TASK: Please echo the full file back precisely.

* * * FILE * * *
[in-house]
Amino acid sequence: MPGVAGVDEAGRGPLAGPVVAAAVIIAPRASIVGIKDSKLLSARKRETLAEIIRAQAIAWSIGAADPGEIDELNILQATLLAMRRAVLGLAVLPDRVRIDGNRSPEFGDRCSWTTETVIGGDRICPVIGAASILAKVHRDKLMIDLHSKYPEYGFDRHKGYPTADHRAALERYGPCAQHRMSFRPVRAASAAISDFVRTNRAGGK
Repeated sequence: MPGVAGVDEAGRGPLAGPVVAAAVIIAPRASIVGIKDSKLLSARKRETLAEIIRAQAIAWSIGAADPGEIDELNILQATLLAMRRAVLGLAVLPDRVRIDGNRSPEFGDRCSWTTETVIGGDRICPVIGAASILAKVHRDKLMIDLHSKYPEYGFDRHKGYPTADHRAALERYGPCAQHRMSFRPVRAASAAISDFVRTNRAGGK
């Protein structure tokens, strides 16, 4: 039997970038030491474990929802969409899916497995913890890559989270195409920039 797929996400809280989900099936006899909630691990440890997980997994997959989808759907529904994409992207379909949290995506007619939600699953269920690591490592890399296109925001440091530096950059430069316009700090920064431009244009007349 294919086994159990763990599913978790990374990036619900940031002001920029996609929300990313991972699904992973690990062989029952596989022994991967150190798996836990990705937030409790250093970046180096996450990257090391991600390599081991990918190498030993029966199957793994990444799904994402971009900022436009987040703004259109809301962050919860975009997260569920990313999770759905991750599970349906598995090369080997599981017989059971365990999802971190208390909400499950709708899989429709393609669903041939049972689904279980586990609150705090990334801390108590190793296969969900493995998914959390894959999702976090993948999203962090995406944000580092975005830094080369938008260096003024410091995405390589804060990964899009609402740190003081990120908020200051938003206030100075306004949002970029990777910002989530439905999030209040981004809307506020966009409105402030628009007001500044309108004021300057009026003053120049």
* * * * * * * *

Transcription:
[in-house]
Amino acid sequence: MPGVAGVDEAGRGPLAGPVVAAAVIIAPRASIVGIKDSKLLSARKRETLAEIIRAQAIAWSIGAADPGEIDELNILQATLLAMRRAVLGLAVLPDRVRIDGNRSPEFGDRCSWTTETVIGGDRICPVIGAASILAKVHRDKLMIDLHSKYPEYGFDRHKGYPTADHRAALERYGPCAQHRMSFRPVRAASAAISDFVRTNRAGGK
Repeated sequence: MPGVAGVDEAGRGPLAGPVVAAAVIIAPRASIVGIKDSKLLSARKRETLAEIIRAQAIAWSIGAADPGEIDELNILQATLLAMRRAVLGLAVLPDRVRIDGNRSPEFGDRCSWTTETVIGGDRICPVIGAASILAKVHRDKLMIDLHSKYPEYGFDRHKGYPTADHRAALERYGPCAQHRMSFRPVRAASAAISDFVRTNRAGGK
């Protein structure tokens, strides 16, 4: 039997970038030491474990929802969409899916497995913890890559989270195409920039 797929996400809280989900099936006899909630691990440890997980997994997959989808759907529904994409992207379909949290995506007619939600699953269920690591490592890399296109925001440091530096950059430069316009700090920064431009244009007349 294919086994159990763990599913978790990374990036619900940031002001920029996609929300990313991972699904992973690990062989029952596989022994991967150190798996836990990705937030409790250093970046180096996450990257090391991600390599081991990918190498030993029966199957793994990444799904994402971009900022436009987040703004259109809301962050919860975009997260569920990313999770759905991750599970349906598995090369080997599981017989059971365990999802971190208390909400499950709708899989429709393609669903041939049972689904279980586990609150705090990334801390108590190793296969969900493995998914959390894959999702976090993948999203962090995406944000580092975005830094080369938008260096003024410091995405390589804060990964899009609402740190003081990120908020200051938003206030100075306004949002970029990777910002989530439905999030209040981004809307506020966009409105402030628009007001500044309108004021300057009026003053120049």